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Showing compassion may be the hardest part of dealing with your roommate. On the one hand, you may not feel a lot of compassion, so that being motivated to be compassionate can seem impossible. At the same time you may not meet with a warm reception in your attempts at compassion, so that you may feel rebuffed or just a failure if you don't have "success" in your efforts. However, if you focus on your responsibility to show compassion rather than on your feelings or on the other person's reception, you will find it a lot easier (James 3:17-18).
Compassion involves caring about those aspects of your roommate's life where and when you can -- caring about what they care about, sorrowing where you can and rejoicing where you can. Obviously, as with all people, your roommate may rejoice in sin or despair under conviction, and you may not find it appropriate to rejoice or sorrow with them in all instances. Still, there is likely a lot more to your roommate's life than rejoicing in sin, and these are circumstances and instances in which you can care about a fellow human being without requiring ideological agreement. Jesus did not wait for us to agree with him that we are sinners before he showed us compassion. On the contrary, "This is how God demonstrates his love toward us: while we were still sinners, Christ died for us" (Romans 5:8).
Sometimes if your religious convictions are known to others, folks will have (understandable) assumptions about what you think, feel or believe. Often the relative importance or particular place homosexuality holds in your own world view may not be immediately apparent, and the more you talk about it the more likely it will appear to others that it is a colossally big deal in comparison with other issues in your mind. Without trying to prove that YOU are RIGHT, you can try to help your roommate understand why you are uncomfortable, why OTHER issues make you uncomfortable, etc. At the same time, you might want to go out of your way to demonstrate clearly how you don't fit an evangelical or fundamentalist stereotype of hatred, hypocrisy, etc. Where you DO fit such a stereotype, you can model repentance and humility, putting your own sin in a perspective your roommate (by God's grace) can understand.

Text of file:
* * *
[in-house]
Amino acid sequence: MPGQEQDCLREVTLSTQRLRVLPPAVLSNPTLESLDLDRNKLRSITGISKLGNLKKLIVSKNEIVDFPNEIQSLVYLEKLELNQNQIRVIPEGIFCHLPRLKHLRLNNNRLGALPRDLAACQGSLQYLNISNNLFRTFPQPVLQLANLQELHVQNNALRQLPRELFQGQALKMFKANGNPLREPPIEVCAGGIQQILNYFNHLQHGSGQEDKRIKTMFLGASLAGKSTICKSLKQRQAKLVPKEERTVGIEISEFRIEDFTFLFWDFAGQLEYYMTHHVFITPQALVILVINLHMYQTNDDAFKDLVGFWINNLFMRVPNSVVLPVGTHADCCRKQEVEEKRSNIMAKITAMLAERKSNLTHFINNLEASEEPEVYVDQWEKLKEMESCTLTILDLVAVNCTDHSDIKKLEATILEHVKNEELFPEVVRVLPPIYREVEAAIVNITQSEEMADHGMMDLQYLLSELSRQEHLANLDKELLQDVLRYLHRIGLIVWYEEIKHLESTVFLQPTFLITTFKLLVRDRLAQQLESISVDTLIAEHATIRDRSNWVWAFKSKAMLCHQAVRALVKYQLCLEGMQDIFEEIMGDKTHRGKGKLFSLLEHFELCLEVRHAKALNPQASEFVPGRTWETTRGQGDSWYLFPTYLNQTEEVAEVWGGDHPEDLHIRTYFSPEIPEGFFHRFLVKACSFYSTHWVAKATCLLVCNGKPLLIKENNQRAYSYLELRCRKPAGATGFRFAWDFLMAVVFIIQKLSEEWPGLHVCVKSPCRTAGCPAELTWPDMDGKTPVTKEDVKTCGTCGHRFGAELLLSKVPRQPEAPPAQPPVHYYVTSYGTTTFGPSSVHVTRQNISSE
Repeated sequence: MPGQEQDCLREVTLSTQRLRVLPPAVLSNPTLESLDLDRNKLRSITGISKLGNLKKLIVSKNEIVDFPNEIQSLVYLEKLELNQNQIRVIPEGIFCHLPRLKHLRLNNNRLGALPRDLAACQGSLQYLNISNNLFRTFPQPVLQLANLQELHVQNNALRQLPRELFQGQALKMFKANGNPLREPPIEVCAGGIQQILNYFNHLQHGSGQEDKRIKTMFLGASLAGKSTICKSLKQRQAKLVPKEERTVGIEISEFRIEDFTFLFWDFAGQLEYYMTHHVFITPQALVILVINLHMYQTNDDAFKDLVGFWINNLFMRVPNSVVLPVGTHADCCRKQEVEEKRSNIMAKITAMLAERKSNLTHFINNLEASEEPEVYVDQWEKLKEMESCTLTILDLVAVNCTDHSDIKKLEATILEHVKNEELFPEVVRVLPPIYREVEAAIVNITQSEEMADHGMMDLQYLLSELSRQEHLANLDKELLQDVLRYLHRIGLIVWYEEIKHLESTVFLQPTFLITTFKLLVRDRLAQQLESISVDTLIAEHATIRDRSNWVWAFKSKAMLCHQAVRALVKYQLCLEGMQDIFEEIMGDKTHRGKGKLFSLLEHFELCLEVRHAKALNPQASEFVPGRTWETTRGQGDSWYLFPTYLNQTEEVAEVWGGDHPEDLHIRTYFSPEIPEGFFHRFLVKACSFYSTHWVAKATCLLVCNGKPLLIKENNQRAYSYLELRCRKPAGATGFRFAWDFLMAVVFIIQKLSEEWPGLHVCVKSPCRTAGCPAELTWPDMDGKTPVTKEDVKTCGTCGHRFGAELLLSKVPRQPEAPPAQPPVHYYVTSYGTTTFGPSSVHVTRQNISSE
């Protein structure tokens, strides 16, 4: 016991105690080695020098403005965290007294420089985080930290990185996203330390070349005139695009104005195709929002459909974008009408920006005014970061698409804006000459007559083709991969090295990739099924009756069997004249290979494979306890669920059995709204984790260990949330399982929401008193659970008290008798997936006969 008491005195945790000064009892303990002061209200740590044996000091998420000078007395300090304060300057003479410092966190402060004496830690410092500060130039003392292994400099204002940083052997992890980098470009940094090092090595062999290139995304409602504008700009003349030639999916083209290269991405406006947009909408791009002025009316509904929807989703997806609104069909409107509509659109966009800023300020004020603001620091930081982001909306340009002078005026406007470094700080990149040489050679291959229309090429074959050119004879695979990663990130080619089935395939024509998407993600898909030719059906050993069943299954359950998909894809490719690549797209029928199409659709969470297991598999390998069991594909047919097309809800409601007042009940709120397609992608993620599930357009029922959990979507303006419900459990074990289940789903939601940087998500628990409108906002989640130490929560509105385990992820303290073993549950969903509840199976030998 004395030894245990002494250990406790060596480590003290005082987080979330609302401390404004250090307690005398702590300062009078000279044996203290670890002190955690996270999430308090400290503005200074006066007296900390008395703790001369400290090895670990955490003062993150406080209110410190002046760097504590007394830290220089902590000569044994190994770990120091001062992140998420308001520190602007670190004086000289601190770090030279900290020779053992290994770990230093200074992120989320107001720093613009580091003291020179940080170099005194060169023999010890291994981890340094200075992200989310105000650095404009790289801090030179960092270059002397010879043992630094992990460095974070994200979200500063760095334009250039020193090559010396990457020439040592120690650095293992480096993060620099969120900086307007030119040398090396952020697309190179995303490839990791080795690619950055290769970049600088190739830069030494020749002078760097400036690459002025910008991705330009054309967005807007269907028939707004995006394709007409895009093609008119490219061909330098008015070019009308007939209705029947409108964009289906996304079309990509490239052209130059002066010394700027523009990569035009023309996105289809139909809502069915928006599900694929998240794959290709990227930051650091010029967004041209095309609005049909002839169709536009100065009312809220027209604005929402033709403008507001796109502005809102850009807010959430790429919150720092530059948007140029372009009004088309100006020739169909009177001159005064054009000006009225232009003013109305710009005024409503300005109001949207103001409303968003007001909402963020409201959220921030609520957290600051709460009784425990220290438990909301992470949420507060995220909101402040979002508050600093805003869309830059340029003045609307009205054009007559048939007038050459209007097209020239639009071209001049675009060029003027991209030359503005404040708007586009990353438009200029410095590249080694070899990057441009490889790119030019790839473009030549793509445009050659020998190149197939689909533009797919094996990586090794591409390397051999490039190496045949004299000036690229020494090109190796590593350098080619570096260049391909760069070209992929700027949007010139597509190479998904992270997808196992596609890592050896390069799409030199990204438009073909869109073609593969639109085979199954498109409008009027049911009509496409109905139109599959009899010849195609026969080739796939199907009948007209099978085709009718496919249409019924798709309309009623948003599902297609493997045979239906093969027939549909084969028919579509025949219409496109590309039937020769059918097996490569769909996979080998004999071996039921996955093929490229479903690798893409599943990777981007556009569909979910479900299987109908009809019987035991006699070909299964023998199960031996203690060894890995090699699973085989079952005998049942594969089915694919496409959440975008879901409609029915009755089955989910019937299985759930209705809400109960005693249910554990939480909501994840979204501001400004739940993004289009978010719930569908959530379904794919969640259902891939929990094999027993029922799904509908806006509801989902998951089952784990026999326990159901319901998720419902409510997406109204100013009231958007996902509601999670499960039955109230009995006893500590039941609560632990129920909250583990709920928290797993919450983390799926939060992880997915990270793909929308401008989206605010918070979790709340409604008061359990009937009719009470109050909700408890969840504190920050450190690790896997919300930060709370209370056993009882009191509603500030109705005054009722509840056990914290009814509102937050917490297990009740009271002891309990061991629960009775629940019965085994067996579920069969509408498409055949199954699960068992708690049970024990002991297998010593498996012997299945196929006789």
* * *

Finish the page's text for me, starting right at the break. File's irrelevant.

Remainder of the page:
Include in Your Life:
If you are uncomfortable with your roommate, without realizing it you may be withdrawing yourself from that person in such a way that he or she may feel excluded. While this may not be your intention, what you communicate to someone when you are reacting unconsciously out of personal interest is that such people are to be avoided. They may notice you don't talk with them about the same things you do with others, that you act differently, do different things. You can go a long way towards relieving tension and living out the gospel just by deliberately including your roommate in on all kinds of things in your life. Talking with your roommate about your relationships, your fears, your goals, and your questions can show that God's people can welcome him or her into their lives without being contaminated (Luke 15; 1 Corinthians 5:9-10).